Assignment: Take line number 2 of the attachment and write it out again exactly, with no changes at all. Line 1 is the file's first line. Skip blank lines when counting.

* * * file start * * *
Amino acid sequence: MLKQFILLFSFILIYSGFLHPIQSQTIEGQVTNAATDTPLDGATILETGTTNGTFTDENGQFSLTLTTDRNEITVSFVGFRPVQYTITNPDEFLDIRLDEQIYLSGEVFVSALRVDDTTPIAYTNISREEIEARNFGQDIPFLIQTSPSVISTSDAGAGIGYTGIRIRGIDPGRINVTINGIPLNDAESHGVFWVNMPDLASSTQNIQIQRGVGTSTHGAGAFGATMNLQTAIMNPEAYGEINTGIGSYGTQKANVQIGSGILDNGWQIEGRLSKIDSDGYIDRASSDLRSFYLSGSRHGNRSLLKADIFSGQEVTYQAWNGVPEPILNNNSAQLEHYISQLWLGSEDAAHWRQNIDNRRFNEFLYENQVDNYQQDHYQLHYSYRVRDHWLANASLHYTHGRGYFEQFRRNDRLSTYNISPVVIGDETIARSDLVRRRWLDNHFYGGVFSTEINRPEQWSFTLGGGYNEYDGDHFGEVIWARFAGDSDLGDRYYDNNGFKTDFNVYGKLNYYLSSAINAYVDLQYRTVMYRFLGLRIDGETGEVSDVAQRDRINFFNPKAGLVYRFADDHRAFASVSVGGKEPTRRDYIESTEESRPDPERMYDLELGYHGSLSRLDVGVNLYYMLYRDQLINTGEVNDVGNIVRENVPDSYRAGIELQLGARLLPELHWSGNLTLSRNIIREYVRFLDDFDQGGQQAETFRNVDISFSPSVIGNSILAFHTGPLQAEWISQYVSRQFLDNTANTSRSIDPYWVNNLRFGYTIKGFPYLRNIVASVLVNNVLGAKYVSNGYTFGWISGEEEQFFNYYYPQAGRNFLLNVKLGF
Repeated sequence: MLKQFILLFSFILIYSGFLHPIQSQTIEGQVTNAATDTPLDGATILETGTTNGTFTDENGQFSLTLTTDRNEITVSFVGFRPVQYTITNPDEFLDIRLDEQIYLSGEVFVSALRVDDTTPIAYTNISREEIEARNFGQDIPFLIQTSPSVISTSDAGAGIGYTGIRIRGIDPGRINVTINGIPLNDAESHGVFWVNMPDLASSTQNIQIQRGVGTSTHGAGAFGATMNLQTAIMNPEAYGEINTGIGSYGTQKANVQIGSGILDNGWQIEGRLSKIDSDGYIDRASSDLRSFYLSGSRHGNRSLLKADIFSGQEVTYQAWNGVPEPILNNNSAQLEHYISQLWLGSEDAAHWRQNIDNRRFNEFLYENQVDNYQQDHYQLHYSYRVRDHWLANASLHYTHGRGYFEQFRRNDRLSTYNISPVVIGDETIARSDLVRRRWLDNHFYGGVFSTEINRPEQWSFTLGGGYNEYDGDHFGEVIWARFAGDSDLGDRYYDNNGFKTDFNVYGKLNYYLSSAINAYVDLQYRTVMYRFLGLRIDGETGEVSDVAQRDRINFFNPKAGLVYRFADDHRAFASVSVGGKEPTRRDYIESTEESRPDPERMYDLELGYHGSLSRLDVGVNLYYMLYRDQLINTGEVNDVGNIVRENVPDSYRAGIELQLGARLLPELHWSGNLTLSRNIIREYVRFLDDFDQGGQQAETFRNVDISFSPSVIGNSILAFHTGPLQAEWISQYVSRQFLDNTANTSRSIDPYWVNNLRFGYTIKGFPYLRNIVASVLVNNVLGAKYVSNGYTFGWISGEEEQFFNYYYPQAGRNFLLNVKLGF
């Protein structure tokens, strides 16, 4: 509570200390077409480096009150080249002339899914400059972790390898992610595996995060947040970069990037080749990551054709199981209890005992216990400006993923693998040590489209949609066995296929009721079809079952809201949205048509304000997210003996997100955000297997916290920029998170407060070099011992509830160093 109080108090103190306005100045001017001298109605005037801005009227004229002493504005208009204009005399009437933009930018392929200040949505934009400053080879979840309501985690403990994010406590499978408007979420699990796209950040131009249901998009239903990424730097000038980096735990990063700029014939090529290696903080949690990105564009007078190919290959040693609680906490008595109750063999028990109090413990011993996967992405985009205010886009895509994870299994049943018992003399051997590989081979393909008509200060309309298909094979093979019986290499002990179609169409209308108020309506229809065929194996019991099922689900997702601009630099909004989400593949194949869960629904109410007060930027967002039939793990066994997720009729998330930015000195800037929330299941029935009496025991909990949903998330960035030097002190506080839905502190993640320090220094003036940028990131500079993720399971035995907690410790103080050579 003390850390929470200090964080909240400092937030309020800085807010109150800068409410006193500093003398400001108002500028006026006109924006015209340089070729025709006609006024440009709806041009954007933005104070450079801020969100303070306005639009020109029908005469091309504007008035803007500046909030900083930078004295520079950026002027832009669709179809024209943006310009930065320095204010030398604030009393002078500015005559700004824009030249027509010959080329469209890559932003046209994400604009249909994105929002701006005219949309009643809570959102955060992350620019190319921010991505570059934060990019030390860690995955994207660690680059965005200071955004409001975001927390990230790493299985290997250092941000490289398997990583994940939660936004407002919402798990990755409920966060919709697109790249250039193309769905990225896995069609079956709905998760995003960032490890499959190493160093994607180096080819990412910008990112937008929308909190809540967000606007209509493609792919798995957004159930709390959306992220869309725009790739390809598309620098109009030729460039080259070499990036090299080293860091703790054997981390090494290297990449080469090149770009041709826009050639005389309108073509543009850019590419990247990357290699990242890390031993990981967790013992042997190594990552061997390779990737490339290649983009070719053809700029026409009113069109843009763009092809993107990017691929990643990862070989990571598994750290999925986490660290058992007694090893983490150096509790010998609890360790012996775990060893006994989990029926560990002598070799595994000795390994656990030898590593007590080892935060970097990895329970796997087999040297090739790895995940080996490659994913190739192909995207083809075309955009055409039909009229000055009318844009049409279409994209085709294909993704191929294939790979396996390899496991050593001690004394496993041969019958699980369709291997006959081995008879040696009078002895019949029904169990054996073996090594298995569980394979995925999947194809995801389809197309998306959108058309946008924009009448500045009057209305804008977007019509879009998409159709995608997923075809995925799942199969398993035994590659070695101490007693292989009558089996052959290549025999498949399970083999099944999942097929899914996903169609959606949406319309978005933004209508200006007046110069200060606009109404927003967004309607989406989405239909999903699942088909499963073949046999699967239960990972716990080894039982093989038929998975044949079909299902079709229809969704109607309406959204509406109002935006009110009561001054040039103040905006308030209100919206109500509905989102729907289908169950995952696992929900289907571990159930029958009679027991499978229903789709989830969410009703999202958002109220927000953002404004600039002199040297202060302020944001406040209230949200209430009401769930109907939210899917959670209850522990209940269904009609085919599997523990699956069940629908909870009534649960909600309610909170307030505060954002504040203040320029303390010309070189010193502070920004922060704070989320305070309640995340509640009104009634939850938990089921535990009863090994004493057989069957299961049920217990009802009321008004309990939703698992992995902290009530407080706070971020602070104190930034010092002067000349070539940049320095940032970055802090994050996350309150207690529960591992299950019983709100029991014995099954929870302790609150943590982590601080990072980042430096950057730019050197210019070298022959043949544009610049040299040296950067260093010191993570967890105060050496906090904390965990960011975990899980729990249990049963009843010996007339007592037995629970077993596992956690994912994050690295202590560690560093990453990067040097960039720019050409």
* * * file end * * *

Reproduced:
Repeated sequence: MLKQFILLFSFILIYSGFLHPIQSQTIEGQVTNAATDTPLDGATILETGTTNGTFTDENGQFSLTLTTDRNEITVSFVGFRPVQYTITNPDEFLDIRLDEQIYLSGEVFVSALRVDDTTPIAYTNISREEIEARNFGQDIPFLIQTSPSVISTSDAGAGIGYTGIRIRGIDPGRINVTINGIPLNDAESHGVFWVNMPDLASSTQNIQIQRGVGTSTHGAGAFGATMNLQTAIMNPEAYGEINTGIGSYGTQKANVQIGSGILDNGWQIEGRLSKIDSDGYIDRASSDLRSFYLSGSRHGNRSLLKADIFSGQEVTYQAWNGVPEPILNNNSAQLEHYISQLWLGSEDAAHWRQNIDNRRFNEFLYENQVDNYQQDHYQLHYSYRVRDHWLANASLHYTHGRGYFEQFRRNDRLSTYNISPVVIGDETIARSDLVRRRWLDNHFYGGVFSTEINRPEQWSFTLGGGYNEYDGDHFGEVIWARFAGDSDLGDRYYDNNGFKTDFNVYGKLNYYLSSAINAYVDLQYRTVMYRFLGLRIDGETGEVSDVAQRDRINFFNPKAGLVYRFADDHRAFASVSVGGKEPTRRDYIESTEESRPDPERMYDLELGYHGSLSRLDVGVNLYYMLYRDQLINTGEVNDVGNIVRENVPDSYRAGIELQLGARLLPELHWSGNLTLSRNIIREYVRFLDDFDQGGQQAETFRNVDISFSPSVIGNSILAFHTGPLQAEWISQYVSRQFLDNTANTSRSIDPYWVNNLRFGYTIKGFPYLRNIVASVLVNNVLGAKYVSNGYTFGWISGEEEQFFNYYYPQAGRNFLLNVKLGF